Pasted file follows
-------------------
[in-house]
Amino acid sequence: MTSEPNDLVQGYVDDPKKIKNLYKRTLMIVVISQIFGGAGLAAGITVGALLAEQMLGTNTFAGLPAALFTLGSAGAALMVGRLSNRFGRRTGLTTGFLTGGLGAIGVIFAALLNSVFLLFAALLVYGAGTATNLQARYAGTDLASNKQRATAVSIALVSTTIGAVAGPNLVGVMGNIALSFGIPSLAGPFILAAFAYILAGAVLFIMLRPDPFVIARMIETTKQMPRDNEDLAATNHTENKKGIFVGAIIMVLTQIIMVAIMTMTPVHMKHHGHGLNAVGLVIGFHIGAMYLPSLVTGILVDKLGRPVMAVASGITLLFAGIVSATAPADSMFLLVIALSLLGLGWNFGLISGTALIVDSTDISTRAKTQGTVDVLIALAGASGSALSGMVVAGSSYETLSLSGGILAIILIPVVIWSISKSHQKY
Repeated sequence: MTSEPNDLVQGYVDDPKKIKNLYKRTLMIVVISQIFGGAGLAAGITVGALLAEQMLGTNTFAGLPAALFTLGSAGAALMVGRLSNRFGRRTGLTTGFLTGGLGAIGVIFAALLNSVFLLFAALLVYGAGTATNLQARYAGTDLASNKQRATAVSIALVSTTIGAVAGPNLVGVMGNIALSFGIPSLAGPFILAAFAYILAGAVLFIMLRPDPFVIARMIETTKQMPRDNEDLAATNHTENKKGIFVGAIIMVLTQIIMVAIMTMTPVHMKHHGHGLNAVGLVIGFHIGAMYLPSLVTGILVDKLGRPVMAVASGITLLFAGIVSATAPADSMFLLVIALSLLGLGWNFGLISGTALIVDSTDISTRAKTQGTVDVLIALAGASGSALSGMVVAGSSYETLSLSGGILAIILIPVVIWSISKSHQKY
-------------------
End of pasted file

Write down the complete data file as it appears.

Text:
[in-house]
Amino acid sequence: MTSEPNDLVQGYVDDPKKIKNLYKRTLMIVVISQIFGGAGLAAGITVGALLAEQMLGTNTFAGLPAALFTLGSAGAALMVGRLSNRFGRRTGLTTGFLTGGLGAIGVIFAALLNSVFLLFAALLVYGAGTATNLQARYAGTDLASNKQRATAVSIALVSTTIGAVAGPNLVGVMGNIALSFGIPSLAGPFILAAFAYILAGAVLFIMLRPDPFVIARMIETTKQMPRDNEDLAATNHTENKKGIFVGAIIMVLTQIIMVAIMTMTPVHMKHHGHGLNAVGLVIGFHIGAMYLPSLVTGILVDKLGRPVMAVASGITLLFAGIVSATAPADSMFLLVIALSLLGLGWNFGLISGTALIVDSTDISTRAKTQGTVDVLIALAGASGSALSGMVVAGSSYETLSLSGGILAIILIPVVIWSISKSHQKY
Repeated sequence: MTSEPNDLVQGYVDDPKKIKNLYKRTLMIVVISQIFGGAGLAAGITVGALLAEQMLGTNTFAGLPAALFTLGSAGAALMVGRLSNRFGRRTGLTTGFLTGGLGAIGVIFAALLNSVFLLFAALLVYGAGTATNLQARYAGTDLASNKQRATAVSIALVSTTIGAVAGPNLVGVMGNIALSFGIPSLAGPFILAAFAYILAGAVLFIMLRPDPFVIARMIETTKQMPRDNEDLAATNHTENKKGIFVGAIIMVLTQIIMVAIMTMTPVHMKHHGHGLNAVGLVIGFHIGAMYLPSLVTGILVDKLGRPVMAVASGITLLFAGIVSATAPADSMFLLVIALSLLGLGWNFGLISGTALIVDSTDISTRAKTQGTVDVLIALAGASGSALSGMVVAGSSYETLSLSGGILAIILIPVVIWSISKSHQKY